Last year alone in America, the total value of quality defects was estimated to be $300 billion. This translates into literally millions of consumers who are unsatisfied with a product or service they paid for. In today’s competitive environment, businesses must adopt a proactive approach towards process improvement that can minimize the probability of defects through effective and efficient use of resources.

This goes beyond recognizing defects when they occur, and correcting them after-the-fact. This includes understanding the potential for defects so thoroughly – having such an intricate knowledge of what it is about your process that can produce these defects – that you are able to reduce the probability to virtually zero.

Overview: What is probability of defect?

Probability of defect is perhaps the most important indicator of a manufacturing process’s quality. It’s a statistical technique used to indicate how often a product will fail during its lifespan, which in turn allows you to estimate the likelihood that an item will result in customer dissatisfaction. It is calculated by analyzing all the failure modes that affect the product, determining which ones have the biggest impact on reliability, and then using statistics to measure how frequently those failure modes occur.

There are many different types of defects that can occur in Lean Six Sigma applications, using the probability of defect tool works particularly well on transactional processes with highly predictable outcomes — whether in manufacturing or service.

The main aim of investigating the probability of defect is to reduce the number of defects – which may be due to components, workmanship, or complete failure – and eliminate customer dissatisfaction; in other words, use it as a benchmark to determine whether or not products are performing reliably and consistently. If you find that you’re often unable to determine why something isn’t working in your manufacturing process, it’s time to analyze and measure your probability of defect.

3 Drawbacks to Probability of Defect

You should be aware of the following drawbacks to probability of defect.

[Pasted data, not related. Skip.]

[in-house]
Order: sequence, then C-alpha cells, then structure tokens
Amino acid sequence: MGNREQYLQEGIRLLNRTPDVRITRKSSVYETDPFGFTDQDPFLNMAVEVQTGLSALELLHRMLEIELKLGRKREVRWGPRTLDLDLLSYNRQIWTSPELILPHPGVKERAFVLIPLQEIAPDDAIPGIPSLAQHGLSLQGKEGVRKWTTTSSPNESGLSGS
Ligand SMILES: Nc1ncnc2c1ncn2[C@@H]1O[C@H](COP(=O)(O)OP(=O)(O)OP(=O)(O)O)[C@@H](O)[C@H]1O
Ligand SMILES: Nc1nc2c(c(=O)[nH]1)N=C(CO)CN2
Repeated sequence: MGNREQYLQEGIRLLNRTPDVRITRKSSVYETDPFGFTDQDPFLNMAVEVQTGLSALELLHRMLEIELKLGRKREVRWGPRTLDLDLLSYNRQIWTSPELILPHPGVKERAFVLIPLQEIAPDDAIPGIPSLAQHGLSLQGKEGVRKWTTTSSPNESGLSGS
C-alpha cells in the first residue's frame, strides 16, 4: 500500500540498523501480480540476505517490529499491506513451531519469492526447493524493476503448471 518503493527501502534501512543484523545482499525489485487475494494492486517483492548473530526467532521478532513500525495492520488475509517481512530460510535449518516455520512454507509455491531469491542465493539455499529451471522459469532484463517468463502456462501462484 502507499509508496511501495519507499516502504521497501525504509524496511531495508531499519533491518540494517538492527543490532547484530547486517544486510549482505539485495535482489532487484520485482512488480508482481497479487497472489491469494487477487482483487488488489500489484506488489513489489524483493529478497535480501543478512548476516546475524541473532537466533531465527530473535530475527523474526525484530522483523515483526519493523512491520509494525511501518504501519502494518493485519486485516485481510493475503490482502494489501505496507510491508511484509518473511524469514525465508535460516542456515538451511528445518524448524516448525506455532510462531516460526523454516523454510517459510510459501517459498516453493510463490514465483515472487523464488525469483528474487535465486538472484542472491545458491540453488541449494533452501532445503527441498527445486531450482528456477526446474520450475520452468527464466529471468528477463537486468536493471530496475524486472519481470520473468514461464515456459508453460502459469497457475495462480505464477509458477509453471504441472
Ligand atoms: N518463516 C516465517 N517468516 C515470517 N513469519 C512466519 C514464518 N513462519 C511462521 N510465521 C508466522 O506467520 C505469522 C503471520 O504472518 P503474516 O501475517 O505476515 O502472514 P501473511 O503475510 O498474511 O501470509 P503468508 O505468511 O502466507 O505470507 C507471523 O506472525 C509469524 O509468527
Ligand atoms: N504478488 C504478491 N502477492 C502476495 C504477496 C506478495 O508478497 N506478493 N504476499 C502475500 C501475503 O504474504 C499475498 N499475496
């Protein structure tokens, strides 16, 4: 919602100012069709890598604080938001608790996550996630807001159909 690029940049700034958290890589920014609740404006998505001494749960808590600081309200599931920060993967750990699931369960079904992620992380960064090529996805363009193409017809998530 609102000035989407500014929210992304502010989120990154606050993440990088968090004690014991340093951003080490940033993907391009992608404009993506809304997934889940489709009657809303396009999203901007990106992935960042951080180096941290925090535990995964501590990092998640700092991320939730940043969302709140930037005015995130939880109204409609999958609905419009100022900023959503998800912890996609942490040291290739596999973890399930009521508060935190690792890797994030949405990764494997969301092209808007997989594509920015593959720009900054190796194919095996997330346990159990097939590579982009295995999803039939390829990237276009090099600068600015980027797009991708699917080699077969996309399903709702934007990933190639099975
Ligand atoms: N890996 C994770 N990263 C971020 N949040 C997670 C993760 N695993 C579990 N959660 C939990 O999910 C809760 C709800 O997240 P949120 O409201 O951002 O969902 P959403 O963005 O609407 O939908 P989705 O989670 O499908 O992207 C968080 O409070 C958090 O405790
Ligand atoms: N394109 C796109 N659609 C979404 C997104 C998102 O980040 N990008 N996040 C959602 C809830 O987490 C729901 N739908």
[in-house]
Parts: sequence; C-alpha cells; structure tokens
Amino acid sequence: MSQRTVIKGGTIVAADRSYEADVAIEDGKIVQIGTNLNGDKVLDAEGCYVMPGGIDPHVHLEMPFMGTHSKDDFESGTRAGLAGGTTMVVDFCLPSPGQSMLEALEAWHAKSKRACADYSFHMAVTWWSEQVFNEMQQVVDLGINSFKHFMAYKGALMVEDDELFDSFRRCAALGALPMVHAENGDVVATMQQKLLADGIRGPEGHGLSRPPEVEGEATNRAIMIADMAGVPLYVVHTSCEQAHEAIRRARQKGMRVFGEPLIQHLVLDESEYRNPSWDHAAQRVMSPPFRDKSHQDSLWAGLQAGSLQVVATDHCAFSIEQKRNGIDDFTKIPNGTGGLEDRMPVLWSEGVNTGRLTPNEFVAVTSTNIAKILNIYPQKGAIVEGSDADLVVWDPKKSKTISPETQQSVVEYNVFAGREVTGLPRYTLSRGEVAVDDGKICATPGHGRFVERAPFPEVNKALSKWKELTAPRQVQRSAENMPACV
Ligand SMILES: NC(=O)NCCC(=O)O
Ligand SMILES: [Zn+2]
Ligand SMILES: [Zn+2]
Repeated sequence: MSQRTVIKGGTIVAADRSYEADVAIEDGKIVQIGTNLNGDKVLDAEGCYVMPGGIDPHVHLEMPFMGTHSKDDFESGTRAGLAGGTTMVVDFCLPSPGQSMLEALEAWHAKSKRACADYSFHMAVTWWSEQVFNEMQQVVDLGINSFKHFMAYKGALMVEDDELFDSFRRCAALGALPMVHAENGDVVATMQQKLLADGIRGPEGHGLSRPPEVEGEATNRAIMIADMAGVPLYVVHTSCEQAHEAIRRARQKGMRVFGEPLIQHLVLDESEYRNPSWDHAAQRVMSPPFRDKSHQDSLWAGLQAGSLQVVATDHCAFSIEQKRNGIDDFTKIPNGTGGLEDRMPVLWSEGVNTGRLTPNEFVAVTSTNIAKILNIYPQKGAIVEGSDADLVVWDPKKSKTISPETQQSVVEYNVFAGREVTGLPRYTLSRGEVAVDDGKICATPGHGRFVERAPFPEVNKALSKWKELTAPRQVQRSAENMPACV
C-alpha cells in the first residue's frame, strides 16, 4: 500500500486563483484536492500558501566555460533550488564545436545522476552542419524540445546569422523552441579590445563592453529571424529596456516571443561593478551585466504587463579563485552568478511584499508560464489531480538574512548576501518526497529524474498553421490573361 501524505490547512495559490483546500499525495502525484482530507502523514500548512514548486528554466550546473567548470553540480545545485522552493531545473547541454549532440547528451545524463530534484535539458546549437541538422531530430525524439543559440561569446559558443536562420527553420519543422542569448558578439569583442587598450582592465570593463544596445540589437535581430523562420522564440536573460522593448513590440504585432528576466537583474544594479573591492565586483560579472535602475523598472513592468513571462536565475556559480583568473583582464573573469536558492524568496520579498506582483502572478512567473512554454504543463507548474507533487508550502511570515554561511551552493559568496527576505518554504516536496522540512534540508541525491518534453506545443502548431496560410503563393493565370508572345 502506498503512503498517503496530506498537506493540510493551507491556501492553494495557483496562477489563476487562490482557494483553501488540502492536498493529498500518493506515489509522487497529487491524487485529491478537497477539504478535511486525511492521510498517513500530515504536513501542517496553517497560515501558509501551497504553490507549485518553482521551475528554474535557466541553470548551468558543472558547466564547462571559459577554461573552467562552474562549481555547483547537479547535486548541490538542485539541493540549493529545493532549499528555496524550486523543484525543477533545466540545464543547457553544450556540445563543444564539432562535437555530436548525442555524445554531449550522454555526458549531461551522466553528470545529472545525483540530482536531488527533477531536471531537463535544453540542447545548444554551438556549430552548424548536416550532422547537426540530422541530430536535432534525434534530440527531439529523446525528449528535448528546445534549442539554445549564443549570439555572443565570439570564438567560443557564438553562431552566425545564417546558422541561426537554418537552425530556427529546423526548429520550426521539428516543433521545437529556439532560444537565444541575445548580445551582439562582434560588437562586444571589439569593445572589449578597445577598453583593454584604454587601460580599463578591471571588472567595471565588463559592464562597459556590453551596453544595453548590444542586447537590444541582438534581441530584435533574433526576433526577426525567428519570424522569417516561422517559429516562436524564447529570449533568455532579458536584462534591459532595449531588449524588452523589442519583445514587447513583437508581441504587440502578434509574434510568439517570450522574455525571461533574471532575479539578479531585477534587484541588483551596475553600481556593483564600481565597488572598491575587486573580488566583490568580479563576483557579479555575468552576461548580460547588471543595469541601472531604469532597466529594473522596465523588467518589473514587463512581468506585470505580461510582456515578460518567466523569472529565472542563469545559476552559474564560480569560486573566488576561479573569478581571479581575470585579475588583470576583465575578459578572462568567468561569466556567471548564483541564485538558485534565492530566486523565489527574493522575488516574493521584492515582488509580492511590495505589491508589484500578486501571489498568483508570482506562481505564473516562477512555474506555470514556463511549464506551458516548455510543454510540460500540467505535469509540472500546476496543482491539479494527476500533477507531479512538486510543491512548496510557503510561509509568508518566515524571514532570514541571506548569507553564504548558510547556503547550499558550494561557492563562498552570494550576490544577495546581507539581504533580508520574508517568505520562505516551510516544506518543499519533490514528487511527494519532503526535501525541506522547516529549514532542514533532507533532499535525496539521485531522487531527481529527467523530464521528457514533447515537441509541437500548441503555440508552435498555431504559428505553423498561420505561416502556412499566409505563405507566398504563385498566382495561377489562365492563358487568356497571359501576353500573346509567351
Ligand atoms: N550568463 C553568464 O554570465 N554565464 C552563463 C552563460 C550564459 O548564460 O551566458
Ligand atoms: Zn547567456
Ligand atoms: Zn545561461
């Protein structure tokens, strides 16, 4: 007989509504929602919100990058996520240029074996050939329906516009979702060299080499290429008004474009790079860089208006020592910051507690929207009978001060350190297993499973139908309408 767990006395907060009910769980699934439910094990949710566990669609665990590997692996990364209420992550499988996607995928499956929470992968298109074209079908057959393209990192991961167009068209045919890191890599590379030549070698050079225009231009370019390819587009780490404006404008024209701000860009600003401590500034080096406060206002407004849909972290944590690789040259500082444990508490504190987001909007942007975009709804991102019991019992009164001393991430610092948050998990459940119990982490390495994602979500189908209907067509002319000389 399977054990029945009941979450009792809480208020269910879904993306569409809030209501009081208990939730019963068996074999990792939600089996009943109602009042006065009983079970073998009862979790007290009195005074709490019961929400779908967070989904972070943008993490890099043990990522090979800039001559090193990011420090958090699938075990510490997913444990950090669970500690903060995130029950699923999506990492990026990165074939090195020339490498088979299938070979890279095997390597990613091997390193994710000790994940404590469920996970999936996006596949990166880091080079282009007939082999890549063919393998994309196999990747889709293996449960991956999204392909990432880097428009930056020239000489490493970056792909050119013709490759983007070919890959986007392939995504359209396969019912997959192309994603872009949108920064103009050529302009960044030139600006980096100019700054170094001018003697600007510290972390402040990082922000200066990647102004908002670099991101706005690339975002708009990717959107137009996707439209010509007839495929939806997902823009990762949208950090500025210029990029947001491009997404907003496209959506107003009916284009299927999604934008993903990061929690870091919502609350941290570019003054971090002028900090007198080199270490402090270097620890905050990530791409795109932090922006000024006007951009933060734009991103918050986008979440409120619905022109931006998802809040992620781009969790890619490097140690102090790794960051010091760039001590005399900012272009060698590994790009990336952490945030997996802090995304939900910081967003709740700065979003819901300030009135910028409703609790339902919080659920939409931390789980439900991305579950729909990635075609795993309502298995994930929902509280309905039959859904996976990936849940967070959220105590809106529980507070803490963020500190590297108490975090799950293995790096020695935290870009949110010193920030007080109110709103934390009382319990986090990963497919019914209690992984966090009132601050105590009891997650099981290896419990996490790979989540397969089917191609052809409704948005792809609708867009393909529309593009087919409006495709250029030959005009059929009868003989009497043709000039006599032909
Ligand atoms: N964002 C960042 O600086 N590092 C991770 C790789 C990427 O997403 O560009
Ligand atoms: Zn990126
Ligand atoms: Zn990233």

1. Inaccurate forecasting

When you don’t take into account the number of products being inspected or the number being created, your estimate becomes inaccurate. If product creation increases, then that’s a lot more possible defects. If this is an issue for you, consider using other methods in addition to probability of defect, like failure mode and effects analysis (FMEA).

2. Questionable accuracy

If workers aren’t consistent in how they label defects, then all that data your defect inspection tool collects might not be very useful at all—inaccurate labels could mean an inaccurate calculation and incorrect actions taken by management trying to act on those results. And even if the labeling is consistent (which isn’t always easy across multiple shifts and languages), there may be more errors lurking under the surface than what is flagged during inspections—and thus more problems that go unaddressed because no one realizes they exist.

3. Not ideal for large amounts of data

When you’re dealing with very large amounts of information like thousands or millions of data points in your spreadsheet, calculating the probability of defect can be difficult or impossible because it relies on manual calculations and human judgment. If this is an issue for you and if not doing so would severely damage your business (which one assumes it would), consider outsourcing these calculations to someone who specializes in Six Sigma statistical analysis.

Why is probability of defect important to understand?

In any manufacturing process, the probability of defect is an important metric to track. This is because the probability of defect can have a direct impact on the quality of the final product. If the probability of defect is high, then it is likely that there will be more defects in the final product. This can lead to lower quality and may even cause safety issues. Therefore, it is important to understand the probability of defect in order to ensure that the quality of the final product is as high as possible.

An industry example of probability of defect

Despite how undeniably instrumental a positive customer experience is to driving revenues and reducing costs, businesses still fall short of delivering that. In fact, these failures are such regularly-occurring parts of business that they’ve become notorious-in-the-industry statistics.

These statistics are factual, documented, and the very straightforward result of what happens when organizations don’t take advantage of a resource like the probability of defect tool.